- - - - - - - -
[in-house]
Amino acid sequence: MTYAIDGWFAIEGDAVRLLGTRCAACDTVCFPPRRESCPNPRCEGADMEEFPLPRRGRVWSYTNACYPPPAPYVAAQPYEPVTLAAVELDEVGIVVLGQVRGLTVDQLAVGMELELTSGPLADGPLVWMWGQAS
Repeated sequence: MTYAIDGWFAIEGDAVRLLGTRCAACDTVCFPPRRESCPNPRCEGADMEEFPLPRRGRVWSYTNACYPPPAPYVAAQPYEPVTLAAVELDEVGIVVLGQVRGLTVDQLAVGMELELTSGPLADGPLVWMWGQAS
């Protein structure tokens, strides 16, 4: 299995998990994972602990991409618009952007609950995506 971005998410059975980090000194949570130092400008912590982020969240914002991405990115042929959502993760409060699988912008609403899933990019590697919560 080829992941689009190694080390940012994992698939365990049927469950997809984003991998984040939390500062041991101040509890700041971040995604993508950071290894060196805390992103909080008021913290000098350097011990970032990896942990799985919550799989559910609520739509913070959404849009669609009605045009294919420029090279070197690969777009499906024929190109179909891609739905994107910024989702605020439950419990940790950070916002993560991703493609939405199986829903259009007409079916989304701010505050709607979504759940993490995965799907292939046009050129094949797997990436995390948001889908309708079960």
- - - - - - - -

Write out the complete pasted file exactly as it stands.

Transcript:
[in-house]
Amino acid sequence: MTYAIDGWFAIEGDAVRLLGTRCAACDTVCFPPRRESCPNPRCEGADMEEFPLPRRGRVWSYTNACYPPPAPYVAAQPYEPVTLAAVELDEVGIVVLGQVRGLTVDQLAVGMELELTSGPLADGPLVWMWGQAS
Repeated sequence: MTYAIDGWFAIEGDAVRLLGTRCAACDTVCFPPRRESCPNPRCEGADMEEFPLPRRGRVWSYTNACYPPPAPYVAAQPYEPVTLAAVELDEVGIVVLGQVRGLTVDQLAVGMELELTSGPLADGPLVWMWGQAS
């Protein structure tokens, strides 16, 4: 299995998990994972602990991409618009952007609950995506 971005998410059975980090000194949570130092400008912590982020969240914002991405990115042929959502993760409060699988912008609403899933990019590697919560 080829992941689009190694080390940012994992698939365990049927469950997809984003991998984040939390500062041991101040509890700041971040995604993508950071290894060196805390992103909080008021913290000098350097011990970032990896942990799985919550799989559910609520739509913070959404849009669609009605045009294919420029090279070197690969777009499906024929190109179909891609739905994107910024989702605020439950419990940790950070916002993560991703493609939405199986829903259009007409079916989304701010505050709607979504759940993490995965799907292939046009050129094949797997990436995390948001889908309708079960």